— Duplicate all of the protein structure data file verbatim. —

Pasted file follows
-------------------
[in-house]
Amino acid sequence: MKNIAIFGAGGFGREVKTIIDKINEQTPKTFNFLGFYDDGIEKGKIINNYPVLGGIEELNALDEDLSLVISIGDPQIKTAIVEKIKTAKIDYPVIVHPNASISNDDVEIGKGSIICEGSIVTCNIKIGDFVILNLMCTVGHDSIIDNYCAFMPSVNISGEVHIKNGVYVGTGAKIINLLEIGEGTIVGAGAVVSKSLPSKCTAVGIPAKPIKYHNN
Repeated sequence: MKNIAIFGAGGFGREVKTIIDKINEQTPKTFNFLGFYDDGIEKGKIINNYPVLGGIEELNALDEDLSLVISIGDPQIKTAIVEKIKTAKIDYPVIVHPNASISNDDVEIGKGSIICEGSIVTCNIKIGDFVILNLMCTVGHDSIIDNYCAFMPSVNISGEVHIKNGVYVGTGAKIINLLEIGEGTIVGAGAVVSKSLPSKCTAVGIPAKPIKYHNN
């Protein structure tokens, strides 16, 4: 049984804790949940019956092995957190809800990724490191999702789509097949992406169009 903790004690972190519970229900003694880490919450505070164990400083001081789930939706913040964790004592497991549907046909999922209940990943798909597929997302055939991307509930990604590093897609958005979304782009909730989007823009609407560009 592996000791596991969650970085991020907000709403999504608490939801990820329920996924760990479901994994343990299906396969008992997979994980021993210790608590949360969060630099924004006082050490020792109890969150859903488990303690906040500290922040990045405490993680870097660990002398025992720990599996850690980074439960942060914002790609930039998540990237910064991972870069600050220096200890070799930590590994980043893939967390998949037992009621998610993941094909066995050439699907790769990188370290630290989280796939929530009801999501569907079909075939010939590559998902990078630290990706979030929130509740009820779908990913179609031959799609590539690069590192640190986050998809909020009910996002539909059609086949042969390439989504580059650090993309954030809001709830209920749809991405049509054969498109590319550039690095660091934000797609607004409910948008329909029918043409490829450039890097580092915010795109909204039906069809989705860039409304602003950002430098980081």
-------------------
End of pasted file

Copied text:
[in-house]
Amino acid sequence: MKNIAIFGAGGFGREVKTIIDKINEQTPKTFNFLGFYDDGIEKGKIINNYPVLGGIEELNALDEDLSLVISIGDPQIKTAIVEKIKTAKIDYPVIVHPNASISNDDVEIGKGSIICEGSIVTCNIKIGDFVILNLMCTVGHDSIIDNYCAFMPSVNISGEVHIKNGVYVGTGAKIINLLEIGEGTIVGAGAVVSKSLPSKCTAVGIPAKPIKYHNN
Repeated sequence: MKNIAIFGAGGFGREVKTIIDKINEQTPKTFNFLGFYDDGIEKGKIINNYPVLGGIEELNALDEDLSLVISIGDPQIKTAIVEKIKTAKIDYPVIVHPNASISNDDVEIGKGSIICEGSIVTCNIKIGDFVILNLMCTVGHDSIIDNYCAFMPSVNISGEVHIKNGVYVGTGAKIINLLEIGEGTIVGAGAVVSKSLPSKCTAVGIPAKPIKYHNN
């Protein structure tokens, strides 16, 4: 049984804790949940019956092995957190809800990724490191999702789509097949992406169009 903790004690972190519970229900003694880490919450505070164990400083001081789930939706913040964790004592497991549907046909999922209940990943798909597929997302055939991307509930990604590093897609958005979304782009909730989007823009609407560009 592996000791596991969650970085991020907000709403999504608490939801990820329920996924760990479901994994343990299906396969008992997979994980021993210790608590949360969060630099924004006082050490020792109890969150859903488990303690906040500290922040990045405490993680870097660990002398025992720990599996850690980074439960942060914002790609930039998540990237910064991972870069600050220096200890070799930590590994980043893939967390998949037992009621998610993941094909066995050439699907790769990188370290630290989280796939929530009801999501569907079909075939010939590559998902990078630290990706979030929130509740009820779908990913179609031959799609590539690069590192640190986050998809909020009910996002539909059609086949042969390439989504580059650090993309954030809001709830209920749809991405049509054969498109590319550039690095660091934000797609607004409910948008329909029918043409490829450039890097580092915010795109909204039906069809989705860039409304602003950002430098980081």